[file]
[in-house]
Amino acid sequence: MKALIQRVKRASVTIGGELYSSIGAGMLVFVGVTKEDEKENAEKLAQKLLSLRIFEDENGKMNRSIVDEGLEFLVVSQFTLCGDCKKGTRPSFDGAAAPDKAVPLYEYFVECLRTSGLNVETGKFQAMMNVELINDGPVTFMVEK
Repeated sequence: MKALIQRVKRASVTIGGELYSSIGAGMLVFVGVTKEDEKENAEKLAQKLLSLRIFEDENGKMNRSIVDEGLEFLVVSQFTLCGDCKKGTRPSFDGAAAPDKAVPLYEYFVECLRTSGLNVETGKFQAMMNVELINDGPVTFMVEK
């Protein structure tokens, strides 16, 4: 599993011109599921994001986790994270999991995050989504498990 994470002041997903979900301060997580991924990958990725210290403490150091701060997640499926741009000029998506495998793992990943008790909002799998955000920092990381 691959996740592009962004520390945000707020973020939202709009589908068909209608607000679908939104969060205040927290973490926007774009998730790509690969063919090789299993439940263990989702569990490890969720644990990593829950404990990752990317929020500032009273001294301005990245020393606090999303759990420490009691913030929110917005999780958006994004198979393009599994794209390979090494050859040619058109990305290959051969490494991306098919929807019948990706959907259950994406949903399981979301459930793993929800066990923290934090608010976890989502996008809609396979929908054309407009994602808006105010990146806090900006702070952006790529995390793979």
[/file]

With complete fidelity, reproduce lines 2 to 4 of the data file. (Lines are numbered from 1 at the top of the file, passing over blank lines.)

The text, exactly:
Amino acid sequence: MKALIQRVKRASVTIGGELYSSIGAGMLVFVGVTKEDEKENAEKLAQKLLSLRIFEDENGKMNRSIVDEGLEFLVVSQFTLCGDCKKGTRPSFDGAAAPDKAVPLYEYFVECLRTSGLNVETGKFQAMMNVELINDGPVTFMVEK
Repeated sequence: MKALIQRVKRASVTIGGELYSSIGAGMLVFVGVTKEDEKENAEKLAQKLLSLRIFEDENGKMNRSIVDEGLEFLVVSQFTLCGDCKKGTRPSFDGAAAPDKAVPLYEYFVECLRTSGLNVETGKFQAMMNVELINDGPVTFMVEK
């Protein structure tokens, strides 16, 4: 599993011109599921994001986790994270999991995050989504498990 994470002041997903979900301060997580991924990958990725210290403490150091701060997640499926741009000029998506495998793992990943008790909002799998955000920092990381 691959996740592009962004520390945000707020973020939202709009589908068909209608607000679908939104969060205040927290973490926007774009998730790509690969063919090789299993439940263990989702569990490890969720644990990593829950404990990752990317929020500032009273001294301005990245020393606090999303759990420490009691913030929110917005999780958006994004198979393009599994794209390979090494050859040619058109990305290959051969490494991306098919929807019948990706959907259950994406949903399981979301459930793993929800066990923290934090608010976890989502996008809609396979929908054309407009994602808006105010990146806090900006702070952006790529995390793979």